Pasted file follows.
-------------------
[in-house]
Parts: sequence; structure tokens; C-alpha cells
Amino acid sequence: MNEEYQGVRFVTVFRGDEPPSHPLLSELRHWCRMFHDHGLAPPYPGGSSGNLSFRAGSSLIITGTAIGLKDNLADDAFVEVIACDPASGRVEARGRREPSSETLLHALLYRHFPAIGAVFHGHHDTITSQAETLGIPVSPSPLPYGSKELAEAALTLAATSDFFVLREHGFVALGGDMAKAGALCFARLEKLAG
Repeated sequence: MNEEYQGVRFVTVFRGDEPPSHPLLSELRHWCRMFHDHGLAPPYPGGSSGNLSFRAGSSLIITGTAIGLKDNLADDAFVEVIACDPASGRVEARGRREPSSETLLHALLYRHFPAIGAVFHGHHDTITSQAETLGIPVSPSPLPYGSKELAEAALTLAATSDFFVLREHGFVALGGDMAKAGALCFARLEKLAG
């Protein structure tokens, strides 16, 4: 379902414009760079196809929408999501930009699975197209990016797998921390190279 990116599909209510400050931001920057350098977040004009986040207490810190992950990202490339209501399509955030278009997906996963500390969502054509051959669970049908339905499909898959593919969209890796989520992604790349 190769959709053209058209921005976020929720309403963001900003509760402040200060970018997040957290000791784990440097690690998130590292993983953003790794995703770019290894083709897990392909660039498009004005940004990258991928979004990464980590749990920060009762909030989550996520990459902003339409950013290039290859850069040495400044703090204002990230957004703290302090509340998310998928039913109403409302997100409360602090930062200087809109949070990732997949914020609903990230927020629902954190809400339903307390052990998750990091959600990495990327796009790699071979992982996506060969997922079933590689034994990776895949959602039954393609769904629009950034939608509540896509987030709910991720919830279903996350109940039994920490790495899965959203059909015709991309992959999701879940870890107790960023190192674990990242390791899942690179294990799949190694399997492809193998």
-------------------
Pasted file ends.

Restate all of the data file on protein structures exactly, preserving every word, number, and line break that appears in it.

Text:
[in-house]
Parts: sequence; structure tokens; C-alpha cells
Amino acid sequence: MNEEYQGVRFVTVFRGDEPPSHPLLSELRHWCRMFHDHGLAPPYPGGSSGNLSFRAGSSLIITGTAIGLKDNLADDAFVEVIACDPASGRVEARGRREPSSETLLHALLYRHFPAIGAVFHGHHDTITSQAETLGIPVSPSPLPYGSKELAEAALTLAATSDFFVLREHGFVALGGDMAKAGALCFARLEKLAG
Repeated sequence: MNEEYQGVRFVTVFRGDEPPSHPLLSELRHWCRMFHDHGLAPPYPGGSSGNLSFRAGSSLIITGTAIGLKDNLADDAFVEVIACDPASGRVEARGRREPSSETLLHALLYRHFPAIGAVFHGHHDTITSQAETLGIPVSPSPLPYGSKELAEAALTLAATSDFFVLREHGFVALGGDMAKAGALCFARLEKLAG
């Protein structure tokens, strides 16, 4: 379902414009760079196809929408999501930009699975197209990016797998921390190279 990116599909209510400050931001920057350098977040004009986040207490810190992950990202490339209501399509955030278009997906996963500390969502054509051959669970049908339905499909898959593919969209890796989520992604790349 190769959709053209058209921005976020929720309403963001900003509760402040200060970018997040957290000791784990440097690690998130590292993983953003790794995703770019290894083709897990392909660039498009004005940004990258991928979004990464980590749990920060009762909030989550996520990459902003339409950013290039290859850069040495400044703090204002990230957004703290302090509340998310998928039913109403409302997100409360602090930062200087809109949070990732997949914020609903990230927020629902954190809400339903307390052990998750990091959600990495990327796009790699071979992982996506060969997922079933590689034994990776895949959602039954393609769904629009950034939608509540896509987030709910991720919830279903996350109940039994920490790495899965959203059909015709991309992959999701879940870890107790960023190192674990990242390791899942690179294990799949190694399997492809193998």